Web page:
Ravens plan to catch a receiver in the draft

Street Talk Ravens plan to catch a receiver in the draft

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OWINGS MILLS — The Baltimore Ravens’ elusive quest for a dynamic wide receiver through the NFL draft hasn’t led them to many distinguished downfield targets.

Arguably the top wide receiver they’ve ever drafted is Brandon Stokley, and that was over a decade ago. None of the 16 wide receivers selected in franchise history has gone to a Pro Bowl or generated a 1,000-yard season for the Ravens.

Regardless of whether it was first-rounders Travis Taylor and Mark Clayton, second-rounder Patrick Johnson, third-rounders Devard Darling and Yamon Figurs, fourth-round picks Stokley, Ron Johnson, Demetrius Williams and Marcus Smith or a multitude of later-round long shots, nothing ever clicked ideally.

Selecting receivers is essentially the only hole in the Ravens’ tradition of draft success.

Rarely inclined to ever tip his hand, general manager Ozzie Newsome made it clear that the Ravens are likely to draft a wide receiver later this week at some point during the draft.

"We’re looking to add to our receiving corps, yes we are," Newsome said. "We’ve done a good job of stacking the board with some guys that have some size, some guys that have some unique quickness about them.

"Some guys have just got flat-out speed. It’s a very good board for receivers this year, and I do foresee, unless something changes, of those nine picks we have, probably one of them will be a receiver."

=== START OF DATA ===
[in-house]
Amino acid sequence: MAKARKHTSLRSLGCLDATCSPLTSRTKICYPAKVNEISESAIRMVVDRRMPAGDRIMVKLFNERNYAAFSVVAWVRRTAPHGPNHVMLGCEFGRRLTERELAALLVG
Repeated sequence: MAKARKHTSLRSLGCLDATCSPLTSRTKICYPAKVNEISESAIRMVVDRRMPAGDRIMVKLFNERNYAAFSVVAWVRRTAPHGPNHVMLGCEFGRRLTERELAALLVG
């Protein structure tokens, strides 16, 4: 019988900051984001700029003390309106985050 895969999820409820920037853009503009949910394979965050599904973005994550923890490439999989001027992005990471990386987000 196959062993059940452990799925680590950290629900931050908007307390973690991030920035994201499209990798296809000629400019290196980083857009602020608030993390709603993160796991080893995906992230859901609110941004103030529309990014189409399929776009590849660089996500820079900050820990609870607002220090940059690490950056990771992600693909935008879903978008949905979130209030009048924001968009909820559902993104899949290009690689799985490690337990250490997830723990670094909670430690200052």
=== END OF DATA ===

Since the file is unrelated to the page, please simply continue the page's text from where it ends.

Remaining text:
Although the Ravens have accomplished veteran wide receivers in Anquan Boldin and Derrick Mason, neither is a deep threat and the team isn’t expected to bring back free agents T.J. Houshmandzadeh and Donte’ Stallworth. The Ravens could promote kick returner David Reed to the third receiver spot, but would like to bolster the position overall.

Not expected to draft a wide receiver like University of Maryland speedster Torrey Smith in the first round with the 26th overall pick, the Ravens are expected to take advantage of a deep pool of wideouts.

That includes Miami wide receiver Leonard Hankerson, Boise State wide receiver Titus Young and Hawaii wide receiver Greg Salas, who all drew a lot of attention from the Ravens at the Senior Bowl.

The Ravens worked out versatile Kentucky all-purpose wide receiver Randall Cobb on Thursday. Cobb has also visited the New York Jets.

Cobb is a 5-10, 191-pounder who has played wide receiver, running back, returned kicks and can run the Wildcat offense. He ran the 40-yard dash in 4.46 seconds at the NFL scouting combine.

Last season, Cobb caught 84 passes for 1,017 yards and seven touchdowns. He rushed for 424 yards and five touchdowns and combined for 955 yards returning punts and kickoffs.

He broke the Southeastern Conference record with 2,396 all-purpose yards last season. He threw three touchdowns in the Wildcat.

Plus, the following receivers have visited the Ravens: Smith, All-Big East Conference selection Jonathan Baldwin (Pitt, Greg Little (North Carolina), Edmond Gates (Abilene Christian) and Cecil Shorts (Mount Union).

"You want guys that can make plays, clutch plays," Ravens director of college scouting Joe Hortiz said. "You want a guy who when it’s third-and-seven, he’s open and he catches it. And those guys do it in all different shapes and sizes.